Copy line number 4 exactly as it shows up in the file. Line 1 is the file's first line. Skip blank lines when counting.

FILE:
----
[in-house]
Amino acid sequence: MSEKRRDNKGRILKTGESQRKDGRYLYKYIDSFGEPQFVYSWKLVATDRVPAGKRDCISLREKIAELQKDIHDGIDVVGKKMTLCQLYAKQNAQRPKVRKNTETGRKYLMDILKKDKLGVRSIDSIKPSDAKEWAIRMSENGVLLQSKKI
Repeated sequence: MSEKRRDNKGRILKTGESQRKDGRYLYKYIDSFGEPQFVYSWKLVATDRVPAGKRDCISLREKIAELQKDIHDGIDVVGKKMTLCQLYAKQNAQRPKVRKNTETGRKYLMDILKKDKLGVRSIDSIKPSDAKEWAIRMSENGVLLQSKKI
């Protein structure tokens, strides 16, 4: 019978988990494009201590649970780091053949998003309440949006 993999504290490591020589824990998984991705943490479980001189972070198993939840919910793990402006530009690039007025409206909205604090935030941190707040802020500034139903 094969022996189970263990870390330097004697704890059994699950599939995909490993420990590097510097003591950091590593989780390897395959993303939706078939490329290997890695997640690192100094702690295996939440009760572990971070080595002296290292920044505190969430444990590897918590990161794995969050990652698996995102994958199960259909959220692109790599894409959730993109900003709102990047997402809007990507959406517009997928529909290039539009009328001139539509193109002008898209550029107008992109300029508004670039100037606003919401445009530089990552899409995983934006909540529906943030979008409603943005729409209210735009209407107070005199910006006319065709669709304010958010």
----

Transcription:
């Protein structure tokens, strides 16, 4: 019978988990494009201590649970780091053949998003309440949006 993999504290490591020589824990998984991705943490479980001189972070198993939840919910793990402006530009690039007025409206909205604090935030941190707040802020500034139903 094969022996189970263990870390330097004697704890059994699950599939995909490993420990590097510097003591950091590593989780390897395959993303939706078939490329290997890695997640690192100094702690295996939440009760572990971070080595002296290292920044505190969430444990590897918590990161794995969050990652698996995102994958199960259909959220692109790599894409959730993109900003709102990047997402809007990507959406517009997928529909290039539009009328001139539509193109002008898209550029107008992109300029508004670039100037606003919401445009530089990552899409995983934006909540529906943030979008409603943005729409209210735009209407107070005199910006006319065709669709304010958010």